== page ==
Now, that has been the case with Mr. Hall. I am not discussing the question whether he was acting in good faith or in bad faith in his conclusions, or whether he was trying to make out a case for the World when he made the investigation or not, but that fact appears so conspicuously in numerous places that I will cite only one to show to what extent it leads him in his statements.
On page 317 he states:
Dr. Amador's cables "disappointed" and "hope" were written the first after Mr. Cromwell had told him he would have nothing to do with the revolution, the second after information had been conveyed to him that if he would remain quiet in New York he would receive help from another quarter. Help did come from another quarter. Summoned in haste from Paris, Philippe Bunau-Varilla, one of the New Panama Canal Co., who had been instrumental in getting Mr. Cromwell reappointed as counsel, arrived in New York on September 23, 1903, some two weeks after Dr. Amador had sent his cable "disappointed" to the Isthmus, or just in time for Mr. Cromwell, who was anxious to get under cover after Dr. Herran's warning, to cable to Paris and have Bunau-Varilla take the first steamer across.
Unfortunately I do not have the cable that I believe Mr. Cromwell sent to the New Panama Canal Co. to have Mr. Bunau-Varilla sent over here, but that cable is also among the archives of the New Panama Canal Co., which are the property of the United States, and which are still in France, kept in the vaults there.
I cite that to show that, whether in good faith or bad faith, his belief in Mr. Cromwell as the sole influence and sole force that produced any activity in the United States in regard to Panama carries him to the point of stating, as he does there, that "unfortunately, I do not have the cable that I believe Mr. Cromwell sent," but it is in the archives. That was the state of mind of this man. I cite that as a precise illustration of the point I want to make, that there were two distinct and independent forces working in this country in favor of Panama for some years before the revolution of Panama. One was the New Panama Canal Co., with Mr. Cromwell as its representative, and the other was Philippe Bunau-Varilla, as an individual. Philippe Bunau-Varilla had been formerly chief engineer, along about 1885 or 1886, of the old Panama Canal Co., but he had become inimical to the management of the New Panama Canal Co., for what reasons in detail I do not know; but I do know of my own knowledge that that lack of cordiality and sympathy existed to a very great extent, and that it was in existence as early as 1898 or 1899, when I first met Mr. Bunau-Varilla.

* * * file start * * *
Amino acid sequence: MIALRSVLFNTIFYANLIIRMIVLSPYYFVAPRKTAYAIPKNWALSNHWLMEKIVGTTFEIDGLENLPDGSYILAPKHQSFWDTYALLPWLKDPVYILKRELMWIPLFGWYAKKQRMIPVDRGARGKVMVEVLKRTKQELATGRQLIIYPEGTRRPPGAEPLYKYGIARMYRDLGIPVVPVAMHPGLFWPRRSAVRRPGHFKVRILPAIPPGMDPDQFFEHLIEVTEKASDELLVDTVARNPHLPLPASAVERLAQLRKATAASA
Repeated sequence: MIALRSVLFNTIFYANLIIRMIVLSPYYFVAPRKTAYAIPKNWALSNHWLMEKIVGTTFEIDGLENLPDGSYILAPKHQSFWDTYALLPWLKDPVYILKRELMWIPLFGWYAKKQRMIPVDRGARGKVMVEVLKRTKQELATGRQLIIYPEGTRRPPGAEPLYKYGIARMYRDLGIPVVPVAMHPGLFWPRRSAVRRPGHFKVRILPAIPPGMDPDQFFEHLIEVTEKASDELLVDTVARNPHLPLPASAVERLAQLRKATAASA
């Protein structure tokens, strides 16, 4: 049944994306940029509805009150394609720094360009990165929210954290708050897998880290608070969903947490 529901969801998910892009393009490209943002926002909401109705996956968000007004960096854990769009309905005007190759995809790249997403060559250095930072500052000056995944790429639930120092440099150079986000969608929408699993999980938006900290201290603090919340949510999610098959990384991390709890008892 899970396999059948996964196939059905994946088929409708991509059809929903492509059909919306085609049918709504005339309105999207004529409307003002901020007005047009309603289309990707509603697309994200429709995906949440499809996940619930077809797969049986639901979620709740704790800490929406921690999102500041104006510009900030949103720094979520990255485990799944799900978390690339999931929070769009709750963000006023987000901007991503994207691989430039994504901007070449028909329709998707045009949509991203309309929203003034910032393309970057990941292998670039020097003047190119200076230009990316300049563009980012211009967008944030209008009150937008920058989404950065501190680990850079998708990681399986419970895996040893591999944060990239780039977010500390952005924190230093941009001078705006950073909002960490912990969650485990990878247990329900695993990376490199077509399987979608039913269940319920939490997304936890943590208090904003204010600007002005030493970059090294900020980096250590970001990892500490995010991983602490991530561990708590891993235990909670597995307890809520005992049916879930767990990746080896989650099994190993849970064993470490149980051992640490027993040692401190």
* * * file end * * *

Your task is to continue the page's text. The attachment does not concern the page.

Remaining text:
Mr. SHARP. May I interrupt you there?
Mr. PAVEY. Certainly.
Mr. SHARP. I have heard you refer to the New Panama Canal Co. What organization was that?
Mr. PAVEY. What in English we commonly designate as the old company was I think merely called the Panama Canal Co., and that was the De Lesseps company, organized to take over the concession
granted in 1878, and it continued in active existence until about 1894, when it fell into financial embarrassment, and then a different company was organized, called the New Panama Canal Co., as we translate it in English, and in French “La Compagnie Nouvelle du Canal de Panama